Then there is the international stock fund that took a bet against international stocks and adding another undertianty (whether or not these funds hedge the currency exporure) the same fund bet against the currencies of the countries where it invested:
Another value laggard, Mutual European (MEURX )was also held back early in the rally by a cash position, as well as a put option on a European index (that is, a bet that the index would fall). Those positions didn't last too long, though, so other reasons must be found to explain why that fund's year-to-date return lands in the Europe-stock category's bottom decile and trails the MSCI Europe Index by a wide margin. Here, as with some of the others, specific stock selection bears some blame: Its preference for conservative plays on sound financial footing was out of step with broader trends in this rally. And there's another factor here: Mutual European hedges most of its foreign-currency exposure into the U.S. dollar. With the greenback having given up ground in 2009, that hasn't helped returns versus category rivals, most of which don't follow that policy. And the index is unhedged.
The morningstar article ends with a strange conclusion:
The bright side for shareholders of the underperformers is that all are following the policies you'd expect them to follow. They aren't faltering because of abrupt switches of approach. If you liked their strategies before, you can rest assured that they are still adhering to them.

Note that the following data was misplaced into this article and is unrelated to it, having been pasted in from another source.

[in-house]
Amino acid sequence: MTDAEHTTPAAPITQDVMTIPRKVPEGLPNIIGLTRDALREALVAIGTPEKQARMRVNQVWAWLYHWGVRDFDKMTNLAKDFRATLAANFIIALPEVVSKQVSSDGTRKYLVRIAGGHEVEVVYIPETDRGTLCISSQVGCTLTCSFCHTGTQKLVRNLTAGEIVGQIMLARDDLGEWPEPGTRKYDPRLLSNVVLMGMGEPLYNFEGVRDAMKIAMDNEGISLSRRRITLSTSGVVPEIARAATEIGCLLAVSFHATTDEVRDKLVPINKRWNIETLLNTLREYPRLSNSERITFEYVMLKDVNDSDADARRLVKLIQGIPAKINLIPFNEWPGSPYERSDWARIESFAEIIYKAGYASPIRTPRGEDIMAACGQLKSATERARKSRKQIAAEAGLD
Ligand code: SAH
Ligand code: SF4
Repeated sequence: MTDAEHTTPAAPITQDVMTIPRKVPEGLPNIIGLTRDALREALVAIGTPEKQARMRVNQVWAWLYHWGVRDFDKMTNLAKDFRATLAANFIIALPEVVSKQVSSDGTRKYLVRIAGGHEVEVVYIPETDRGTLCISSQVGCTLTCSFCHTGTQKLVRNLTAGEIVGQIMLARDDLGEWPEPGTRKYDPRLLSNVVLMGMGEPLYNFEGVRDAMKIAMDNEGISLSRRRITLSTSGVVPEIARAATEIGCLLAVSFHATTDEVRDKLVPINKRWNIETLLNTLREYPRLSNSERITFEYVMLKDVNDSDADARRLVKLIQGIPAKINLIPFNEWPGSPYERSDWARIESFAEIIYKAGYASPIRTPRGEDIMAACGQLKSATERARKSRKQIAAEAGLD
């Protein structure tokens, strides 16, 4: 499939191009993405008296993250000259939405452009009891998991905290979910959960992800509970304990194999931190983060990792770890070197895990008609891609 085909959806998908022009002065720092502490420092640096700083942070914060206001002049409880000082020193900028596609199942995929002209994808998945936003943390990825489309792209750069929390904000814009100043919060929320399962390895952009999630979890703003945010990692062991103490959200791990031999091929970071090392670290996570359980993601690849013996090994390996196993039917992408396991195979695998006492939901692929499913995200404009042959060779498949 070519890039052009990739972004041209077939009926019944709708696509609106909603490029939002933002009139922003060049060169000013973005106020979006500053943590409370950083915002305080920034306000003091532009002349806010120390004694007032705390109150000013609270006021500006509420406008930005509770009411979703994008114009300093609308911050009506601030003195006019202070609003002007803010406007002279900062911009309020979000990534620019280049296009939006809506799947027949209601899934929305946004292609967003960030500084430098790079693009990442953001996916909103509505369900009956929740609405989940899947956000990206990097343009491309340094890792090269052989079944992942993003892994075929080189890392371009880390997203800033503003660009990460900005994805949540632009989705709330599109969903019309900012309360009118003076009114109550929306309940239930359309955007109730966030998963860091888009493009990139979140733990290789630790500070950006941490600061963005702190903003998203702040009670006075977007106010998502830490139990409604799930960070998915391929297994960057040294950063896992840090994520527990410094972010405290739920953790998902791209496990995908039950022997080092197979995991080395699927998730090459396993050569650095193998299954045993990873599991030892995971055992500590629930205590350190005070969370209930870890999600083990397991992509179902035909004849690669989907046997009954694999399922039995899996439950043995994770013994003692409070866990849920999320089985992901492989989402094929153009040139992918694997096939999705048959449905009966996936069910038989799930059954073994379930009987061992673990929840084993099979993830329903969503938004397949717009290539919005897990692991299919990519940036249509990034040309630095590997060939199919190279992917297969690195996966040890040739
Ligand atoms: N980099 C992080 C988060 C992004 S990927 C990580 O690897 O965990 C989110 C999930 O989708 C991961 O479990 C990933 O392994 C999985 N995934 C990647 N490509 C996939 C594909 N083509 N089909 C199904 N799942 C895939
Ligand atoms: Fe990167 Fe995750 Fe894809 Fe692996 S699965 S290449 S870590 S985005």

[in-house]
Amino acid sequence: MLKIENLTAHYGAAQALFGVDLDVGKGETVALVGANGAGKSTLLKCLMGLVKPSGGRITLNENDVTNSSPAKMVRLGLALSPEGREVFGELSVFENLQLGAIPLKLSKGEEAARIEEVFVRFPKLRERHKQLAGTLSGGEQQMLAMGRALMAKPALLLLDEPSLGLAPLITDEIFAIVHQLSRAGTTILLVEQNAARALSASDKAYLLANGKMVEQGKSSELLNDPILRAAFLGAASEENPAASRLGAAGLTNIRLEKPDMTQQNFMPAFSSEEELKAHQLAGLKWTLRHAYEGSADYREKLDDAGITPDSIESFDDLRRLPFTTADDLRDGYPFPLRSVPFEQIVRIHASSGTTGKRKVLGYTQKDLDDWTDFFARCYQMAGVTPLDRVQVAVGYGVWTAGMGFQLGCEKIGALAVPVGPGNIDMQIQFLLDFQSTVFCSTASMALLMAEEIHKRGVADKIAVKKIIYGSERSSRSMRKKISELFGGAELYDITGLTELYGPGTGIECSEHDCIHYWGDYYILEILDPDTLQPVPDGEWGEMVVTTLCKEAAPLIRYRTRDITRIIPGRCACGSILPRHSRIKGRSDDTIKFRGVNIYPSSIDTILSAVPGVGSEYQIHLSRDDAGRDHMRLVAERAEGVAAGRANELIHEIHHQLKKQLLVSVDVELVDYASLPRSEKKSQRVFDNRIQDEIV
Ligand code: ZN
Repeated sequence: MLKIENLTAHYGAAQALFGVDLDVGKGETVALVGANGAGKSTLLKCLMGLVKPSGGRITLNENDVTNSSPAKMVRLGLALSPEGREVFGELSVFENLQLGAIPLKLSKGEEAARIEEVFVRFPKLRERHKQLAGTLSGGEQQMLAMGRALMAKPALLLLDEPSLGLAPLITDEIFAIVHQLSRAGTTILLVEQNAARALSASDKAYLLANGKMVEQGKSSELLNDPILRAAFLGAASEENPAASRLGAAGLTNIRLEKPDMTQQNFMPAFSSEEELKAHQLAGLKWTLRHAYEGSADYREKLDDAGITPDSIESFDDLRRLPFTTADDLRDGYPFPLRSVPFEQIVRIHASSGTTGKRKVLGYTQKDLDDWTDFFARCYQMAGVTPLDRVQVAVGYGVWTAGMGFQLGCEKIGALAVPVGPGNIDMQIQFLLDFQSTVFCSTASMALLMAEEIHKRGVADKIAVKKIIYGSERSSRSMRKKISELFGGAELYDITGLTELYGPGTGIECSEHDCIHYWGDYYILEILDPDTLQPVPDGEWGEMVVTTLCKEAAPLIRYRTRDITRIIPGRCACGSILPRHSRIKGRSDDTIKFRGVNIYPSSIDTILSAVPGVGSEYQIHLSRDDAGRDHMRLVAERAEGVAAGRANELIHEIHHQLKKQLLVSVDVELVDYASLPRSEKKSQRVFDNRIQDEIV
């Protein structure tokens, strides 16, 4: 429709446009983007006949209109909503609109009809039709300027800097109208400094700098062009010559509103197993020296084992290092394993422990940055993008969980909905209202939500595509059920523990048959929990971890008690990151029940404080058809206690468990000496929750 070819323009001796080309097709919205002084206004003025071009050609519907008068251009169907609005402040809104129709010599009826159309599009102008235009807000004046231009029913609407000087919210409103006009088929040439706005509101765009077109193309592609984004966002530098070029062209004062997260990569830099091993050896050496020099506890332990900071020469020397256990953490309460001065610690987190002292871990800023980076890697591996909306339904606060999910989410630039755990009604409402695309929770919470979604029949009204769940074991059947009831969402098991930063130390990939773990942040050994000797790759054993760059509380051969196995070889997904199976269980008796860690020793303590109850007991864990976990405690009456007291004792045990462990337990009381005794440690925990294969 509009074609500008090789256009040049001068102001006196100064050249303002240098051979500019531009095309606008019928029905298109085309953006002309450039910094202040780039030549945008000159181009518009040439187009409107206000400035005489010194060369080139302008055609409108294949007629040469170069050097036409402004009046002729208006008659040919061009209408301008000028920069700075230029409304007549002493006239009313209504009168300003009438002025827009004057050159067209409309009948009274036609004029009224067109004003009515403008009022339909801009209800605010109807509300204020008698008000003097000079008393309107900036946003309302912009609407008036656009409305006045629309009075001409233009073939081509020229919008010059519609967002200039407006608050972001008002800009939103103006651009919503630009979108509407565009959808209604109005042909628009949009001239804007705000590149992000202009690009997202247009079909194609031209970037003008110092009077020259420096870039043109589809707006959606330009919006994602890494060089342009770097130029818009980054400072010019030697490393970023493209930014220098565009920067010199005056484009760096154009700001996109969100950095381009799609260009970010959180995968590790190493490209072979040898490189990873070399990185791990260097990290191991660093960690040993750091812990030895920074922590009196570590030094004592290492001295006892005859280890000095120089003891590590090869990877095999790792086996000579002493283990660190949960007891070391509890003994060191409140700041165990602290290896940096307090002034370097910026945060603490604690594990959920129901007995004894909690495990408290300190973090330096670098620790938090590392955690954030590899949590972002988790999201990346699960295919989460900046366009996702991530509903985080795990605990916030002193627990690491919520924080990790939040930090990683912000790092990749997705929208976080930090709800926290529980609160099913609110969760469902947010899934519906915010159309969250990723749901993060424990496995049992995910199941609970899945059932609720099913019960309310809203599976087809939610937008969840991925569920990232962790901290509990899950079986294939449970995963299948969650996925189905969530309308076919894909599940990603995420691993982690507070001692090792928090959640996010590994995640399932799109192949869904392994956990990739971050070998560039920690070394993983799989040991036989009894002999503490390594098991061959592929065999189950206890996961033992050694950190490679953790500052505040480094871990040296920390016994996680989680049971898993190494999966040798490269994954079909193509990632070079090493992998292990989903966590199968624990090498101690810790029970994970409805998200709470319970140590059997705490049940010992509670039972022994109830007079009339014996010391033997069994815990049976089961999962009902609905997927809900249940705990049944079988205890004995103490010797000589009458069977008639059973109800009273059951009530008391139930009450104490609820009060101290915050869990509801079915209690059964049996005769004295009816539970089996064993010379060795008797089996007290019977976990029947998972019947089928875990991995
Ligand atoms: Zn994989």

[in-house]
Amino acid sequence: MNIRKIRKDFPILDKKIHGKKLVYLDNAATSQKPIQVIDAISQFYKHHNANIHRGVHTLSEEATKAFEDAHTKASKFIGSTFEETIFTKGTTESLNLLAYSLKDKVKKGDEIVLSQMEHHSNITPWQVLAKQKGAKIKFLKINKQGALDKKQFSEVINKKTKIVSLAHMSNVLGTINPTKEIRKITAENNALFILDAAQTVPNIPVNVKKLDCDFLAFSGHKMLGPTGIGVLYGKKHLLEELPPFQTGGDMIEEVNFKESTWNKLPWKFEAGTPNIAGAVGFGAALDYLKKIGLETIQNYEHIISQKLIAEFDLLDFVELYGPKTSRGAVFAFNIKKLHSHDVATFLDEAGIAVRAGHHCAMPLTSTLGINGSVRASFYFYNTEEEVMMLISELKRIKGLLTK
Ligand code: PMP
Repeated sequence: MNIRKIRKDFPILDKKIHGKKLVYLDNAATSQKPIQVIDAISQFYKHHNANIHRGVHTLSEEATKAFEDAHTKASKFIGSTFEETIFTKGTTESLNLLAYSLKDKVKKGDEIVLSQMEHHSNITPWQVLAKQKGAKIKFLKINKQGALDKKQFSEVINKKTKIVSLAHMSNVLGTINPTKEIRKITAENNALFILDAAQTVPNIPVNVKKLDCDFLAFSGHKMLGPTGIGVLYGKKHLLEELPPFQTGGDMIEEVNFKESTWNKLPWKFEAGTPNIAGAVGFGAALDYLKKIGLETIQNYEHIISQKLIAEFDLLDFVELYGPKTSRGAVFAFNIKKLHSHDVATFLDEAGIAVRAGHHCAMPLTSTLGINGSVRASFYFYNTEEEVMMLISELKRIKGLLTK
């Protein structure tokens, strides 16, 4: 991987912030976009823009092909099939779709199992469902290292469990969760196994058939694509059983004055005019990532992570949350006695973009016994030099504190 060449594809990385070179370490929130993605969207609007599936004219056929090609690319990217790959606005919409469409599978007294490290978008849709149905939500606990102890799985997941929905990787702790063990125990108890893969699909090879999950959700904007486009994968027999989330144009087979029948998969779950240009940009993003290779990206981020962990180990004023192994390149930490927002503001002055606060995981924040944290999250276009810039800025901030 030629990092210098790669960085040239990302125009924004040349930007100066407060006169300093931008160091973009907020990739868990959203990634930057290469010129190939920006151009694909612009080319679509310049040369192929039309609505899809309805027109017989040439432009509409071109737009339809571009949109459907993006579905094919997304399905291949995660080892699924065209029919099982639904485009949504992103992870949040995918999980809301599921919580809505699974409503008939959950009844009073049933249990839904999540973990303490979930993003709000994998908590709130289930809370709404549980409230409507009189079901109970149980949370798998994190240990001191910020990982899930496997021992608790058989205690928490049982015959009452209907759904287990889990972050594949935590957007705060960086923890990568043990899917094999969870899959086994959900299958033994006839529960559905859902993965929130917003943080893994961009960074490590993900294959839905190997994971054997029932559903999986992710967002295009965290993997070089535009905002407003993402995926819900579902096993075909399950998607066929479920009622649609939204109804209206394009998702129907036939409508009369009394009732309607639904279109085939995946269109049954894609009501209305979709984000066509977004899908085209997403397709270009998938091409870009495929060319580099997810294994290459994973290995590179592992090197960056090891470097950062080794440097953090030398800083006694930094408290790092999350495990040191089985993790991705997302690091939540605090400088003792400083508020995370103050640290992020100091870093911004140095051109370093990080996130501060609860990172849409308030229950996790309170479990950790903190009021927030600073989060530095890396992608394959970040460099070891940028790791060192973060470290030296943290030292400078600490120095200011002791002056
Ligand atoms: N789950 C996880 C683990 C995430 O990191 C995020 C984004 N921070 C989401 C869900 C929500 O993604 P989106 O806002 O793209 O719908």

The same goes for this year's foreign-value winners. They haven't soared because they decided to chase hot areas that they've never before noticed. Rather, parts of their time-tested strategies have happened to be strongly in favor for about half a year now..
In fact, it's worth noting that all of these funds share that admirable trait. These offerings have long-term approaches that actually stay in place for the long term
The above doesn't seem logical to me at all. The funds share an admirable trait that they might hold 21% cash/gold, and might (or might not) bet against foreign stocks or foreign currencies ? It seems clear to me that if one wanted to structure the foreign stock allocation in a portfolio etfs and index funds are the better choice.